Editorial

Vienna’s woes: On Islamist terror attack

The attack in Vienna that killed four people on Monday night underscores the transnational threat European countries face from Islamist terrorists. The assault follows the beheading of a schoolteacher in a Paris suburb and a knife attack in Nice that took three lives. In Vienna, the suspected gunman, Kujtim Fejzulai, 20, a dual citizen of Austria and North Macedonia and of Albanian origin, opened fire near a synagogue before being shot dead by the police. He had a previous terrorism conviction. In April last year, he was sentenced to 22 months after he tried to travel to Syria to join the Islamic State. He was released in December because of his age. The immediate question the Austrian authorities face would be about the failure in preventing the attack. How did a terrorism convict slip off the security radar and launch an attack in the capital city at a time when Europe was on high alert following the terror assaults in France? Austria will also have to plug the security loopholes as several countries in the continent, including France and the U.K., have raised the threat levels. The larger challenge is how to address the issue of radicalisation among youth and counter attempts to disrupt the social cohesion of the continent.

Austria’s conservative Chancellor Sebastian Kurz, known for his fiery anti-immigrant politics, sent the right message when he called for unity in the fight against terrorism. He said the fight is not between Christians and Muslims or Austrians and immigrants, but between “civilisation and barbarity”. Mr. Kurz, who had teamed up with the Islamophobic far-right Freedom Party in 2017 to form the government for the first time, is now in power with the Green Party and has more political leeway to build a stronger national response to terrorism. Jihadists use violence to create social discord. While they unleash violence on the public in the name of Islam, the rising Islamophobic, nationalist parties in Europe seize on such incidents to bolster their fortunes. France’s Marine Le Pen, with an eye on the 2022 presidential election, has called for a ban on immigrants from some Muslim countries and declared “a war” to “evict Islamism by force from our country”. In Austria, the Freedom Party would take cues from her National Rally party. This is a two-front attack on the democratic and secular values Europe stands for — and that is what the terrorists want. Leaders of France, Austria and other terror-hit countries should not allow the jihadists to have their way. They should clamp down on terror networks, isolate and punish the jihadists, counter the ideology of political Islamists and build on the values of pluralism, secularism, democracy and equality, and step up deradicalisation efforts with help from communities. This is a fight they cannot afford to lose.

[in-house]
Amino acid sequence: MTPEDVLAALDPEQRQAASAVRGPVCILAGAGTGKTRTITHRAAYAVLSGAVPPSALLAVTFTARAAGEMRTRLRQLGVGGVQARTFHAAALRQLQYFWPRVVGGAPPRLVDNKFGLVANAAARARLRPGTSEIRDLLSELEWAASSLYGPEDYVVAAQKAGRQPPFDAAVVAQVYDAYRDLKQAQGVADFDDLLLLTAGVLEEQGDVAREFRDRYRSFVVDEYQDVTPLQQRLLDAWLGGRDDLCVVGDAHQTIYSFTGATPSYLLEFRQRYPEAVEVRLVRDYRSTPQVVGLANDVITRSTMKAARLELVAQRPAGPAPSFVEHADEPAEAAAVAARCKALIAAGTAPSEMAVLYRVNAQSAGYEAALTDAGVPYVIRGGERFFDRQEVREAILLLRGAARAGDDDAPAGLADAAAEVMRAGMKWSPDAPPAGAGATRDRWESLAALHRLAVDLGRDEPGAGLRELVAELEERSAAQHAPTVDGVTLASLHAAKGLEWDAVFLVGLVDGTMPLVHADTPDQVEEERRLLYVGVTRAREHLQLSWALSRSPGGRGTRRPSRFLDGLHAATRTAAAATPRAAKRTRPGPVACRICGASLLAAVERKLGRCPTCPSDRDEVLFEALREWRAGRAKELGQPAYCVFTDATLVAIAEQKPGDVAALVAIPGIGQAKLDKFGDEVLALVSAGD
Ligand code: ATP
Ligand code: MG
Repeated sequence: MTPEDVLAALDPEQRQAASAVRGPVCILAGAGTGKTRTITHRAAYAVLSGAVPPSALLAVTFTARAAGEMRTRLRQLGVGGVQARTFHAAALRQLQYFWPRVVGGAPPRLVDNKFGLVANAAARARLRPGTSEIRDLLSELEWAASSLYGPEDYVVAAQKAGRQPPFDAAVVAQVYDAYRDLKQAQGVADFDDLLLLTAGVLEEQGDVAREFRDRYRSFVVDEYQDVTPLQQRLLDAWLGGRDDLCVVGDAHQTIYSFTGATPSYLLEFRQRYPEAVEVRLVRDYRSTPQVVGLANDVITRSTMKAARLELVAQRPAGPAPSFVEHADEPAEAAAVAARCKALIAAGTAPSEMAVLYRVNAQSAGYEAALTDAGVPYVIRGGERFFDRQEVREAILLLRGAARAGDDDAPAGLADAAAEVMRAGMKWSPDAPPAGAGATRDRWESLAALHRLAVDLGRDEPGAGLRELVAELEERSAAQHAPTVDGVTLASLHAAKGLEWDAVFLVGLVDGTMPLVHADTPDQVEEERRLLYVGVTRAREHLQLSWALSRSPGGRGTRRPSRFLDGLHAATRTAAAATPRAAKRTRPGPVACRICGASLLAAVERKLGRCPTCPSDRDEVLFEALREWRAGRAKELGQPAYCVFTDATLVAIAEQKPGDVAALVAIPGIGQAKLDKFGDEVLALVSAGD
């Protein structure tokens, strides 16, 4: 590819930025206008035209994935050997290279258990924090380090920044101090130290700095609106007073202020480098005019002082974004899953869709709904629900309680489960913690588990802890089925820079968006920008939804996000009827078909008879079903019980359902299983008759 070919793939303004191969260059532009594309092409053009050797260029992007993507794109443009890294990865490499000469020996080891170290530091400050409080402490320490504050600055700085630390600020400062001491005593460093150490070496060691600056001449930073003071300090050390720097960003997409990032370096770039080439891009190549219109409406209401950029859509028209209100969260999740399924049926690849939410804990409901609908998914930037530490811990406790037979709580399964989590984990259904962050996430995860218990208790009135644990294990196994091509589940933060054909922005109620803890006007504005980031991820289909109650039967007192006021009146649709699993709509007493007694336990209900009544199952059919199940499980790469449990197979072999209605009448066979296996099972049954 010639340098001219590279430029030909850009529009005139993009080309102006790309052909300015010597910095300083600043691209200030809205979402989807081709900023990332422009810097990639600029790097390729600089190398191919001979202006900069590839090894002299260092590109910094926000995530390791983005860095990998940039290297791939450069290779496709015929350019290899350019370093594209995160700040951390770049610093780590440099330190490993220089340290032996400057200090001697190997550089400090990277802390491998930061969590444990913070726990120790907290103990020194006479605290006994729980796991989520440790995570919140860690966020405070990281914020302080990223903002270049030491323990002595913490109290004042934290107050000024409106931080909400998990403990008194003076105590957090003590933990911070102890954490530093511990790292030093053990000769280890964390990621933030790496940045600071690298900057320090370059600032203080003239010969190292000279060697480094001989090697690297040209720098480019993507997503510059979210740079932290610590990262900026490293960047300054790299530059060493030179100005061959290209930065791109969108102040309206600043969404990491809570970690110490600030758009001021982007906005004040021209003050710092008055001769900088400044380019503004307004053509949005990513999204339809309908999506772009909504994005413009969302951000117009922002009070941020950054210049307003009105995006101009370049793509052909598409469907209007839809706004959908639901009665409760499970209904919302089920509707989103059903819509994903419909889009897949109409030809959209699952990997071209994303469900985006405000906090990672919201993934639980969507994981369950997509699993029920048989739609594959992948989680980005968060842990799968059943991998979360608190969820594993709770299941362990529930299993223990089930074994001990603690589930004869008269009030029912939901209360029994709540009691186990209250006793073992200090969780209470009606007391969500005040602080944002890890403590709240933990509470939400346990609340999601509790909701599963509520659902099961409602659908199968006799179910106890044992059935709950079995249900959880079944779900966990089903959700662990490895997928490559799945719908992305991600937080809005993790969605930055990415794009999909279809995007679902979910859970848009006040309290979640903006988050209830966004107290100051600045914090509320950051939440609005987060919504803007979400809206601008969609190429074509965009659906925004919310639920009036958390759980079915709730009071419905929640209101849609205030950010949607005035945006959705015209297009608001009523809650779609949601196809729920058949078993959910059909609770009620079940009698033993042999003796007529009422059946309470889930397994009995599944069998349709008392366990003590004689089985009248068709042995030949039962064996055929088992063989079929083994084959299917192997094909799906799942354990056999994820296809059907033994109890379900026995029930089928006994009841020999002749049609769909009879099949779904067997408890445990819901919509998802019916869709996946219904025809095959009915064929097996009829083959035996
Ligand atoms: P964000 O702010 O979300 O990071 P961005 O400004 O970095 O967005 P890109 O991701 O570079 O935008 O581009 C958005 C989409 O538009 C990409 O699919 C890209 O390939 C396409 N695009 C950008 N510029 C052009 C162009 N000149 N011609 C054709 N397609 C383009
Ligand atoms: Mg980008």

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Printable version | May 7, 2021 1:55:06 PM | https://www.thehindu.com/opinion/editorial/viennas-woes-the-hindu-editorial-on-islamist-terror-attack-on-vienna-synagogue/article33033005.ece

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